Charles J in Birmingham (No 1) stated at para 62 that a 'high test' must be passed before previous findings are either set aside or not treated as binding, and McFarlane J in Birmingham (No 2) clarified that this test requires 'compelling evidence' (para 42(iv)) or 'sufficiently robust' (para 55) evidence to the contrary. However Sir James Munby P takes McFarlane J's clarification of Charles J's 'high test' as a rejection of it. He doubts that Charles J's language is appropriate in the circumstances:  ' [The] phrase 'high test' is best avoided. [. . . T]o elevate them to a test—a legal principle—is unwarranted, unnecessary and potentially misleading.' (para 35)  In rejecting the idea of a 'high test', Sir James Munby P adopts McFarlane J's reasoning at para 55 of Birmingham (No 2): 'once the hearing in a review process [ . . .] has commenced, the duty of the court is to look at the matter afresh.' And as Sir James Munby P himself says at para 35: 'The judge has to consider the fresh evidence alongside the earlier material before coming to a conclusion in the light of the totality of the material before the court.'


Sir James Munby P does not explain what kind of 'earlier material' must be considered by the judge before making a decision:  Does he mean 'earlier evidence' or does he mean 'earlier finding'?  In ongoing proceedings with the same judge this will certainly be earlier evidence.  In different proceedings, by contrast, a new judge cannot simply add the new evidence to the old because she did not hear the old evidence, and at best will only have a summary of it available to her.  The earlier finding must then be the 'earlier material' to which Sir James Munby P refers.  In such a case the 'totality of material before the court' is (a) an earlier finding and (b) some new evidence.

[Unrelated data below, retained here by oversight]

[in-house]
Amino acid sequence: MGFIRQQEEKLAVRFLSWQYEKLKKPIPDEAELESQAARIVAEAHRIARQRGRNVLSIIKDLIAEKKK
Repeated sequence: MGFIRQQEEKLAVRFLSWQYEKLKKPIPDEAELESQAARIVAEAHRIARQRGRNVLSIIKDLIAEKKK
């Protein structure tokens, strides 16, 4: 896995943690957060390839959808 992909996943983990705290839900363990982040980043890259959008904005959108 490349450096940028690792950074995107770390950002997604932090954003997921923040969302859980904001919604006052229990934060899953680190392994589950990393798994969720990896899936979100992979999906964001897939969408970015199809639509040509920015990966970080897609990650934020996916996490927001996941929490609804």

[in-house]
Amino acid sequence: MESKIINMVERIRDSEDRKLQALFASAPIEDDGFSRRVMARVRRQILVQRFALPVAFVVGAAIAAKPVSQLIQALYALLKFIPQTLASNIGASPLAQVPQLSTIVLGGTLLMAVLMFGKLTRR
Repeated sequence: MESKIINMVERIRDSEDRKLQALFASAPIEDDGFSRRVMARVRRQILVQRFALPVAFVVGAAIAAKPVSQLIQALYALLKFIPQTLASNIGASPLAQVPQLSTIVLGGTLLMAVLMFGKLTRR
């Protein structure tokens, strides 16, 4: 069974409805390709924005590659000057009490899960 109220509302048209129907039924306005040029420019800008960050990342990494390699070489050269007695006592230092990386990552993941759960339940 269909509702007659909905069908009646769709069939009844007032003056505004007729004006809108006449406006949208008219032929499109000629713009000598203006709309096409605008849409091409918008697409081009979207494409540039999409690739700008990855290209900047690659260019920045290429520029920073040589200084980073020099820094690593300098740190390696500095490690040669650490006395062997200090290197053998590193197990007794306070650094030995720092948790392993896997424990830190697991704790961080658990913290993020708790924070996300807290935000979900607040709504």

The problem that remains unresolved in this decision by Sir James Munby P is that of how a judge is supposed to relate (a) to (b) in arriving at a new finding. Should the judge in the new proceedings hear afresh the evidence that led to the earlier finding, so that she has the 'totality of the material' before her? That is the same as adjudicating de novo. Or should she treat the old finding as worth something in itself – as carrying some evidential weight – in competition with the new evidence? That is what Charles J and McFarlane J are trying to suggest with their talk of 'high tests' and 'compelling evidence'. Sir James Munby P disapproves of their suggested ways of weighing the old finding in the balance of evidence. But he does not make clear what exactly we are to replace them with. If the matter is simply to be adjudicated de novo, with a rehearing of all the evidence, this should be spelled out.